Bearded patients, edentulous patients, elderly patients with sunken cheeks, use of the wrong size face mask, improper use of head straps, and the presence of gastric tubes are common factors causing air entrainment and a lower FIO2. The absence of a normal capnographic tracing, and a lower than expected end-tidal carbon dioxide concentration (EtCO2) and EtO2 should alert the anesthesiologist to the presence of leaks in the anesthetic circuit.[8] FIO2 can also be influenced by the duration of breathing, technique of breathing, and the level of the fresh gas flow (FGF).[36] Adequate time is needed to achieve maximal preoxygenation. With an FIO2 near 1.0, most healthy adults with tidal volume breathing can reach the target level of an EtO2 > 90% within 3 to 5 minutes. The half-time for an exponential change in the fraction of FAO2 following a step change in FIO2 is given by the equation: FAO2 = 0.693 × Volume of gas in the functional residual capacity/alveolar ventilation. With a functional residual capacity of 2.5 L, the half-times are 26 seconds when alveolar ventilation = 4 L/min and 13 seconds when alveolar ventilation = 8 L/min.[8] These findings indicate that hyperventilation can reduce the time required to increase the O2 stores in the lungs, which provides the basis for using deep breathing as an alternative to tidal volume breathing.[27,37–39] A wide range of preoxygenation techniques have been described (Table 4).[16]

Increasing the FGF from 5 to 10 L does not increase appreciably the FIO2 during tidal volume breathing, although it does so during deep breathing.[36] Because of the breathing characteristics of the circle system, the minute ventilation during deep breathing may exceed the FGF, resulting in rebreathing of N2 in the exhaled gases, consequently decreasing the FIO2. However, during tidal volume breathing, rebreathing of N2 in the exhaled gases is negligible and thus increasing the FGF from 5 to 10 L has minimal effect on FIO2.[36] Regardless of the technique used, the goal is to reach the end point of maximal preoxygenation, which can be easily measured with most anesthesia monitors.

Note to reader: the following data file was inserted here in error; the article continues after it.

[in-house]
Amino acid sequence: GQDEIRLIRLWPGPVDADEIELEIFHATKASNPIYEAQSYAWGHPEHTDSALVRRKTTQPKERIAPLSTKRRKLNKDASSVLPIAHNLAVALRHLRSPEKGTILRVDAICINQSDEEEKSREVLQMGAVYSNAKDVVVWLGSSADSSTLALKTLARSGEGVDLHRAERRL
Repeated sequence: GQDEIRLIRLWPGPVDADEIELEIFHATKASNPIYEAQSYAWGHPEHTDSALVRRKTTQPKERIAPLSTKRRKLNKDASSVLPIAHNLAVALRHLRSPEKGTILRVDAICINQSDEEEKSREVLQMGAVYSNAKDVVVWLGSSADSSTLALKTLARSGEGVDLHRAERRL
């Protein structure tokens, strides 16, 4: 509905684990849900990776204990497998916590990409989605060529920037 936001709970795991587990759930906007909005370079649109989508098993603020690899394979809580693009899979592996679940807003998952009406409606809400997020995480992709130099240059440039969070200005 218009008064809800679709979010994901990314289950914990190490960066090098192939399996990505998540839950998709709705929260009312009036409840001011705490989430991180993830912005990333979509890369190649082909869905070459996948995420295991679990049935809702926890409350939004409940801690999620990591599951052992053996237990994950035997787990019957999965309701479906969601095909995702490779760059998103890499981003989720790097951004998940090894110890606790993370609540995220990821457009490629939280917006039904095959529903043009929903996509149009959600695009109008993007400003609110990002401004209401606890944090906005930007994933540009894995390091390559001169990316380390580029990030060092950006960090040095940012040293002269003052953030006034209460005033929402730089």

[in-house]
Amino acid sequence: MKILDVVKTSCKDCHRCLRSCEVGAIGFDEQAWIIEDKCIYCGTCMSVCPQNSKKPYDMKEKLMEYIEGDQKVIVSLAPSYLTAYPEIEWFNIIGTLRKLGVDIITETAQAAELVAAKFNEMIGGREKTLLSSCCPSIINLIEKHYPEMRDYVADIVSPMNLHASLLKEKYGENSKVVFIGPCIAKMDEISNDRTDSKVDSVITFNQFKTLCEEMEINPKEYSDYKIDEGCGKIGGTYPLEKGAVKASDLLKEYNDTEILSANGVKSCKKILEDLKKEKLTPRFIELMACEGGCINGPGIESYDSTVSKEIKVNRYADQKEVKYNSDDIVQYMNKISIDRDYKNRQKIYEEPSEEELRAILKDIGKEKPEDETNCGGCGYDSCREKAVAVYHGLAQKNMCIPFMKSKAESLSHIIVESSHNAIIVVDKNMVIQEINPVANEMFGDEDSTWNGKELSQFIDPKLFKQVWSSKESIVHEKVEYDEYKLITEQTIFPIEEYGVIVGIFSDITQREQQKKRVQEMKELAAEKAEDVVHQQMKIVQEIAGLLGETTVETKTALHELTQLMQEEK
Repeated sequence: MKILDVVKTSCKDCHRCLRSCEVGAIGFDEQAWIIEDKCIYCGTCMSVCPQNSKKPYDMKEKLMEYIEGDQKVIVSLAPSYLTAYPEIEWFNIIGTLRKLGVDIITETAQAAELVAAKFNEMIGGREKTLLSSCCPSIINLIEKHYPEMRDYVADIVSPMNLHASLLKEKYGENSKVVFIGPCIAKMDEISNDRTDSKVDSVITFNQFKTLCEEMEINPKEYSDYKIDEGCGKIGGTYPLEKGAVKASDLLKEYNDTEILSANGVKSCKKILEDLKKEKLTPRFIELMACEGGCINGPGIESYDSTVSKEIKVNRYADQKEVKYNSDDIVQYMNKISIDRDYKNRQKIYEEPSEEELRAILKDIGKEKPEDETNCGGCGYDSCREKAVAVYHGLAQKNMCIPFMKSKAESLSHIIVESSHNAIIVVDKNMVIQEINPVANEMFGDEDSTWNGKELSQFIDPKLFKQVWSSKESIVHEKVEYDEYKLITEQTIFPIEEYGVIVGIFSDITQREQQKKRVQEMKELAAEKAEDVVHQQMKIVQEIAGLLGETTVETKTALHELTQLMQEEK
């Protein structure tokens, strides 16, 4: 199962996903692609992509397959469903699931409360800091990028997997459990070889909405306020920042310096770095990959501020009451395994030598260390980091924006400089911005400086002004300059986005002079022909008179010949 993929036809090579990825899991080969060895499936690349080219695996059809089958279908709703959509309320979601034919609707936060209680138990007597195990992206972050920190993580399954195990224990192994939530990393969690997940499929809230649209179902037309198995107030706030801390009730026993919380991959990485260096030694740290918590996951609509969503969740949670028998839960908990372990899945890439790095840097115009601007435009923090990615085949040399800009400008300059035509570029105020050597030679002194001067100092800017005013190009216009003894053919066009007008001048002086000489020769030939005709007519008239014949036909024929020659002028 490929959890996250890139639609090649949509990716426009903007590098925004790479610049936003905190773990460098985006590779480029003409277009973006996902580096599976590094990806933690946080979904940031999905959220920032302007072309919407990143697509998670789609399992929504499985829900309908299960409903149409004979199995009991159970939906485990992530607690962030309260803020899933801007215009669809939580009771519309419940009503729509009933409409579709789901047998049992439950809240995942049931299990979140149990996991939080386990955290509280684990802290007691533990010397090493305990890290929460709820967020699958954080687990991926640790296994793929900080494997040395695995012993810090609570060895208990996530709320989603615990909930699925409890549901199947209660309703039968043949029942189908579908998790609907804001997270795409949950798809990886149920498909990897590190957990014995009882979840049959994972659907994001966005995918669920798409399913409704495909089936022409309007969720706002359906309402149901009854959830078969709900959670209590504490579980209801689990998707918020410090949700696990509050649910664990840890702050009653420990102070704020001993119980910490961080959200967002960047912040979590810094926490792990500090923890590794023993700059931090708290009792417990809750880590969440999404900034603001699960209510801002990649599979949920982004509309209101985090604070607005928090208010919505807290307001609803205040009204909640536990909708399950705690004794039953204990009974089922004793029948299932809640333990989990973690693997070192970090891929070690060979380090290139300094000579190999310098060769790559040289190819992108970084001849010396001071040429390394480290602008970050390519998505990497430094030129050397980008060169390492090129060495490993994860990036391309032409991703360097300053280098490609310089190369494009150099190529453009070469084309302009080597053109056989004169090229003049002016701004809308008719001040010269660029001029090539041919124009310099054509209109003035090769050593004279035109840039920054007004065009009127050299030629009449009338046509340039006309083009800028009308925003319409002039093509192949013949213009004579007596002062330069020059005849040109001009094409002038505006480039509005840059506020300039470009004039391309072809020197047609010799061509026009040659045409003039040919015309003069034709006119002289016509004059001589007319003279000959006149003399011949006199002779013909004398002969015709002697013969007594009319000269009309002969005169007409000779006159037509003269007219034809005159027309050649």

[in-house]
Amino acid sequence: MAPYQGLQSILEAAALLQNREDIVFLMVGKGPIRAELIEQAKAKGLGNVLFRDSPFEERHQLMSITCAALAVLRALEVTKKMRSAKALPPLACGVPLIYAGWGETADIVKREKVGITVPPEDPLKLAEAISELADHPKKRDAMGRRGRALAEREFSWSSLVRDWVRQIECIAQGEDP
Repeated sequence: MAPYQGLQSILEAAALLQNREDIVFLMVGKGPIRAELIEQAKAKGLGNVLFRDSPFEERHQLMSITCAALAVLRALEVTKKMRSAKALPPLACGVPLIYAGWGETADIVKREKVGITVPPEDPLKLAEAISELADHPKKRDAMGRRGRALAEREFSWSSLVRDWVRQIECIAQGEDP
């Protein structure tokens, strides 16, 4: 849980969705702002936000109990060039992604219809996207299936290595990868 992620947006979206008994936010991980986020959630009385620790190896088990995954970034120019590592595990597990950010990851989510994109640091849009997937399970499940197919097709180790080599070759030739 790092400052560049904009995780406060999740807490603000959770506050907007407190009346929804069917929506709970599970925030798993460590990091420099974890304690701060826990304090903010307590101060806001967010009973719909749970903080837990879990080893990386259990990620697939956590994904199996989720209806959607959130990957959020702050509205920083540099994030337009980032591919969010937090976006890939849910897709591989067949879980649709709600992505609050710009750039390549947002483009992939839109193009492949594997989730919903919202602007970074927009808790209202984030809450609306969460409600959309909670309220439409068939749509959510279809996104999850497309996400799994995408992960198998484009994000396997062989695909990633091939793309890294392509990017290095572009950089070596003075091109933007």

All investigations have demonstrated that preoxygenation markedly delays arterial oxyhemoglobin desaturation during apnea.[8,21,23,28] The extent of this delay in desaturation depends on the efficacy of preoxygenation, the capacity for O2 loading, and the VO2.[33] Patients with a decreased capacity for O2 transport (decreased functional residual capacity, PaO2, arterial O2 content, or cardiac output) or those with an increased VO2 develop oxyhemoglobin desaturation more rapidly during apnea than healthy patients.[8,28] Farmery and Roe[40] developed and validated a computer model describing the rate of oxyhemoglobin desaturation during apnea. The model is particularly useful for analyzing oxyhemoglobin desaturation values below 90%. These values are dangerous to allow in human subjects, because below 90%, there will be a steep decline of PaO2 because of the sigmoid shape of oxyhemoglobin dissociation curve. In a healthy 70-kg patient, when FAO2 is progressively decreased from 0.87 (FIO2 of 1.0) to 0.13 (air), the apnea time to 60% SaO2 is decreased from 9.9 to 2.8 minutes (Figure 3).[28]

Figure 3.

Arterial oxyhemoglobin saturation (Sao2) versus time of apnea in an obese adult, a 10-kg child with low functional residual capacity and high ventilation, and a moderately ill adult compared with a healthy adult. FAO2 indicates fractional alveolar oxygen concentration; VE, expired volume. Published with permission from Benumof et al.28